As for the view that National shouldn't have detailed policy now because it's two years out from an election. Well phooey to that - shouldn't they have policy left from the last election? Don't their policy processes continue between elections? Political parties should have policies which they put up when they criticise others - regardless of the timing in the election cycle.

Gerrit said...

Think strategically Span.

No National doesn't, nor does Labour, New Zealand First, etc.

Helen Clark is damaged goods like Don Brash, she wont last except perhaps Labour do not have an alternative.

Oliver said...

As someone else has mentioned, broad National policy is on their website. The specifics can wait until closer to the election.

As for this line of argument from you it would be nice if Labour MPs could do government work rather than just attack National in general and Brash in particular.

As for election spending I'll keep it brief:

1) Helen Clark refused to attend a pre-election briefing with the Auditor-General and so if Labour genuinely believed they were inside the rules, it must constitutue wilfill blindness.

2) The Auditor-General made no changes to accepted custom, practice or law. In fact law changes regarding how taxpayer funded political material must be marked made it easier for him to police the law.

3) Labour repeatedly denied that an election pledge card at the centre of their election campaign should be considered electoral material, go figure.

4) Helen Clark and other Labour figures repeatedly claimed that parliamentary service approved the spending. Parliamentary Service denies this and Darnton v Clark uncovered a letter from Heather Simpson confirming that Parliamentary Service did not approve the spending.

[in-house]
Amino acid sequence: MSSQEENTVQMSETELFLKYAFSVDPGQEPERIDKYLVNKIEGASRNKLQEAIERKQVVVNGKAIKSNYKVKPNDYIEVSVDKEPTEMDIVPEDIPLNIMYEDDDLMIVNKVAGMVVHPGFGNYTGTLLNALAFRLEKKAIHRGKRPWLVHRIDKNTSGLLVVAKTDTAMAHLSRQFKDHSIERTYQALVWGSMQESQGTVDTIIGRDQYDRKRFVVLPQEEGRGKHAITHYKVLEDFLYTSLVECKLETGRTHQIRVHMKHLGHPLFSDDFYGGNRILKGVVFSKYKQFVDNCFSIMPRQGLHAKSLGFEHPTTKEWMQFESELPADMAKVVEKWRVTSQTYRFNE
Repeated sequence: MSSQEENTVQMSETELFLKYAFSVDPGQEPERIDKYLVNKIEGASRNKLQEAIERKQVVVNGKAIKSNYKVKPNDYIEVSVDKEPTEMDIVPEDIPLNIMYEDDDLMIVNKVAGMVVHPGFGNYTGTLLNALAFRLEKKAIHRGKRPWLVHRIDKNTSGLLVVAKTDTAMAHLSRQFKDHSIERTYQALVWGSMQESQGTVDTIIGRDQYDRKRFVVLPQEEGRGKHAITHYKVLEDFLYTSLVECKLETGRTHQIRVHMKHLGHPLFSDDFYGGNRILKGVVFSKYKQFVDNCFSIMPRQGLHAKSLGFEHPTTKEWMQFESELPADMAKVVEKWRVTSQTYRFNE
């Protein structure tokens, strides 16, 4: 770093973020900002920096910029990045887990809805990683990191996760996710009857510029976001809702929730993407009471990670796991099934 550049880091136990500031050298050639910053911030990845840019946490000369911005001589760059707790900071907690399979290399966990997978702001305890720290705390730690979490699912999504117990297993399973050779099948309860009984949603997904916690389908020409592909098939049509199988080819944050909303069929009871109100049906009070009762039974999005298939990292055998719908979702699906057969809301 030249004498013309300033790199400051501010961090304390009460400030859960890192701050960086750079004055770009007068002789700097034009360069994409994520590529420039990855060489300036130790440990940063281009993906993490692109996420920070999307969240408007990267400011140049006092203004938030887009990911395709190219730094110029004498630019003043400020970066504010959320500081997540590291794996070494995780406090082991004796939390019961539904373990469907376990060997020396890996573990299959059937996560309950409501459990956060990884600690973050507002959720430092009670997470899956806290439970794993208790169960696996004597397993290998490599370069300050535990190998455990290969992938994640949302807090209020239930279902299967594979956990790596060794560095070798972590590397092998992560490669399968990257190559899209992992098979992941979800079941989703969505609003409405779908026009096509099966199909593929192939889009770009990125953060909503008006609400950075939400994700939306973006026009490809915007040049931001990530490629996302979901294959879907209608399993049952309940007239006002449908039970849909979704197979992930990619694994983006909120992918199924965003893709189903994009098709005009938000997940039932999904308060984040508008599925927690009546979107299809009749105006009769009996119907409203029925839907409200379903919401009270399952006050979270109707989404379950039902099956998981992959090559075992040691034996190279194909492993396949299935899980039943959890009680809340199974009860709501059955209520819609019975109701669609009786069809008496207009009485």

5) Labour appears to be attempting a systematic shutdown of dissent:

a) threatening the NZ Herald with a tax bill for unfavourable coverage

b) threatening to punish a religous minority with workplace laws for voicing disssenting opinions.

c) threatening to tax charities that engage in political advocacy

d) legislating a lawsuit out of existence as it threatened to uncover evidence of Labour's lies

e) complaining to National Radio that some people aren't real journalists after they criticise Labour

f) attacking the integrity of independent monitors such as the Auditor-General and the Electricity Comissioner

Span said...

So Gerrit, does thinking strategically also have to mean neglecting to put forward an alternative, which is ultimately a pretty dishonest way to operate?

Gerrit said...

Alternative to?

Labour, plus the other parties dont have detailed policies listed. Neither does National.

Bit like the labour party with tax custs. "Yes we will have some at election time but I cant tell you as we havent worked out the detail"

The policy is tax cuts but the detail of the policy has yet to be set.